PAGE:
There’s been a rather strange thing going throughout the church recently.
Protestants have come out in droves to express there admiration and even love for a pope.
Now, if you know anything about church history, you know this sort of thing just isn’t supposed to happen. After all, the rejection of papal authority was a central issue for Martin Luther and his fellow reformers. And it wasn’t just an ideological disagreement.
They branded the pope the antichrist.
And they meant it.
That same sort of anti-Catholic vitriol is still blindly spewed by many protestants today as if hating the pope was required for church membership.
Which is what makes the outpouring of support for Pope Francis so strange.
It’s almost as if Pope Francis is pressing the reset button, not just on the formality of the papacy, but the church itself and what it means to really be a follower of Jesus.
From his decision not to wear the papal cape at his unveiling, to holding a Holy Thursday service in a prison rather than a basilica, to paying his own hotel bill and avoiding the luxury of the papal apartment, to his most audacious act so far – washing the feet of two girls, one of whom was Muslim – this pope seems to be doing everything he can to, well, be like Jesus.
Not surprisingly, just like Jesus, there are plenty of naysayers and critics who value tradition nearly as much as they do God who are quite upset about this new pope’s actions.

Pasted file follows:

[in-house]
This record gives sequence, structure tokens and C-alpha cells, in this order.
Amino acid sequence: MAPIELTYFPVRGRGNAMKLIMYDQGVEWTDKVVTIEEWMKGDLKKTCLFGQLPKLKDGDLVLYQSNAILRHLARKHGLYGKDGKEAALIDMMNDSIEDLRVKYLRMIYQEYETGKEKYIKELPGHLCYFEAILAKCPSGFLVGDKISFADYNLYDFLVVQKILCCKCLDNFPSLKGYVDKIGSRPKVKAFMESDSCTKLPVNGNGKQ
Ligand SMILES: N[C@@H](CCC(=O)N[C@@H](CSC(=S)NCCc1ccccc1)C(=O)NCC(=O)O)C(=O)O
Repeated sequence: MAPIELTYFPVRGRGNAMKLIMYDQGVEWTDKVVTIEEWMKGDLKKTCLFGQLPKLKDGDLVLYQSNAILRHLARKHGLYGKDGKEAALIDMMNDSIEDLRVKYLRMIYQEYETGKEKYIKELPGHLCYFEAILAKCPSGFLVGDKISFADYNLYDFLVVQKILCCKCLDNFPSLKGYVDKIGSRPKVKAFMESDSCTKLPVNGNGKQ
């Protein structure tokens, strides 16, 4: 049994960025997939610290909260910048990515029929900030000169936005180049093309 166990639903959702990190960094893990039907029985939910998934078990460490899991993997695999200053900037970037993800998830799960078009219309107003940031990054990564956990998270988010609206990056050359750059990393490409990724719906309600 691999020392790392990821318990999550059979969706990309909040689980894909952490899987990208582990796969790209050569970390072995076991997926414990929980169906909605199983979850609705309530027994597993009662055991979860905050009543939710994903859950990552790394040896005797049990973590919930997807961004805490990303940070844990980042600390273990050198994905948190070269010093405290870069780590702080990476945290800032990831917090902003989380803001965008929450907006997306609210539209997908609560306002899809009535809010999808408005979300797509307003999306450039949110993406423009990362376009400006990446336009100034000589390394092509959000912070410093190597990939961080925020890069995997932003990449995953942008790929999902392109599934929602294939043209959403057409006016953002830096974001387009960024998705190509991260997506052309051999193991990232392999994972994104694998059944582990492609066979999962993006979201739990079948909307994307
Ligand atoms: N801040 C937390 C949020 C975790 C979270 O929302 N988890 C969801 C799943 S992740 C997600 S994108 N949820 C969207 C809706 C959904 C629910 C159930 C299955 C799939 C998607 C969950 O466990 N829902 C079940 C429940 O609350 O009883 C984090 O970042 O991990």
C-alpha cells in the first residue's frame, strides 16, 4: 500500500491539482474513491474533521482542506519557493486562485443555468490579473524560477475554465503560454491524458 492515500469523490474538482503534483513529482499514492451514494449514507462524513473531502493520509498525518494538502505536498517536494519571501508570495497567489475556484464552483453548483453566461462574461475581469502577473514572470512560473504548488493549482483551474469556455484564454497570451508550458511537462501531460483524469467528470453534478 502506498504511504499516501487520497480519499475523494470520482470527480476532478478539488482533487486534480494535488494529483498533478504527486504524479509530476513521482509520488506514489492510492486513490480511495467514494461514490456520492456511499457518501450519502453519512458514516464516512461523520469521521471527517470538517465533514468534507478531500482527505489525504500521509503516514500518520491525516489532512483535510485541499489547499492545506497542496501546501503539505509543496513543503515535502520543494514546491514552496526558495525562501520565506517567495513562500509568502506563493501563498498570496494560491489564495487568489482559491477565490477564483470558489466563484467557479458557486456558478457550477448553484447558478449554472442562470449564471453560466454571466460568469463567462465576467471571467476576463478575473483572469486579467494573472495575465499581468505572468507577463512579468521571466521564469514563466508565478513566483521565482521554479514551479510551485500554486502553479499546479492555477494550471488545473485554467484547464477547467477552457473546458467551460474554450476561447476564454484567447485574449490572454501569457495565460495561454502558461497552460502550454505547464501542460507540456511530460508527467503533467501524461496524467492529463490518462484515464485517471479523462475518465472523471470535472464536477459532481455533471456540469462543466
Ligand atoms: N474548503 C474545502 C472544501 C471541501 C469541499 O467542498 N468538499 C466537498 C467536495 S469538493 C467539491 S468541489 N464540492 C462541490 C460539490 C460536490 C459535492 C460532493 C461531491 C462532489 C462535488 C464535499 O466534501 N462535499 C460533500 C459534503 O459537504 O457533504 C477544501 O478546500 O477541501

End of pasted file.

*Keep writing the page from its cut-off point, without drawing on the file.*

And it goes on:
Let that phrase wash over you for a moment.
It sounds at first like an oxymoron. Maybe it is. After all, being militant and being humble seem juxtaposed to one another.
But if we understand “militant”in the sense of being “aggressively active” then “militant humility” is the perfect description not only of Pope Francis’ actions so far, but the sort of life all of us who claim to be followers of Jesus should living.
It was Jesus’ militant humility that put him between would be executioners and a woman caught in adultery. It was Jesus’ militant humility that found him eating alongside sinners and embracing lepers. And it was Jesus’ militant humility that led him to the cross.
Imagine what would happen if we were as aggressively active in our pursuit of God as we are our pursuit of success. Imagine if as a church we were as aggressively active in our attempts to serve our community as we are to grow our churches. Or imagine if we as individuals were as aggressively active in meeting the needs of the poor, taking care of the sick, defending the oppressed, and loving our enemies as we are in meeting our own needs and taking care of ourselves.
If we could find the militant humility to do those sorts of things, I think we would find the world around us transformed into nothing short of the kingdom of heaven on earth.
Now, I’m not naive enough to believe this papal honeymoon period will last forever or that it will cure the Roman Catholic Church of all the ills she’s been struggling to overcome in recent years.
But Pope Francis’ actions so far have been a beautiful example of what the church and should be.
Moreover, Pope Francis’ example gives me hope for the future of the church, both Catholic and otherwise.
If we Protestants can find the humility to learn from the humbleness of a pope, the possibilities for what the church could be and what she could accomplish are limitless.
For if, if we can learn to have the sort of militant humility that refuses to be held back by needless tradition, that courageously steps across manmade boundaries, and which loves and embraces regardless of who that person may be, what they’ve done, or what they believe, then maybe, just maybe we can become the people of God we have been called to be in and for the world.
Grace and peace,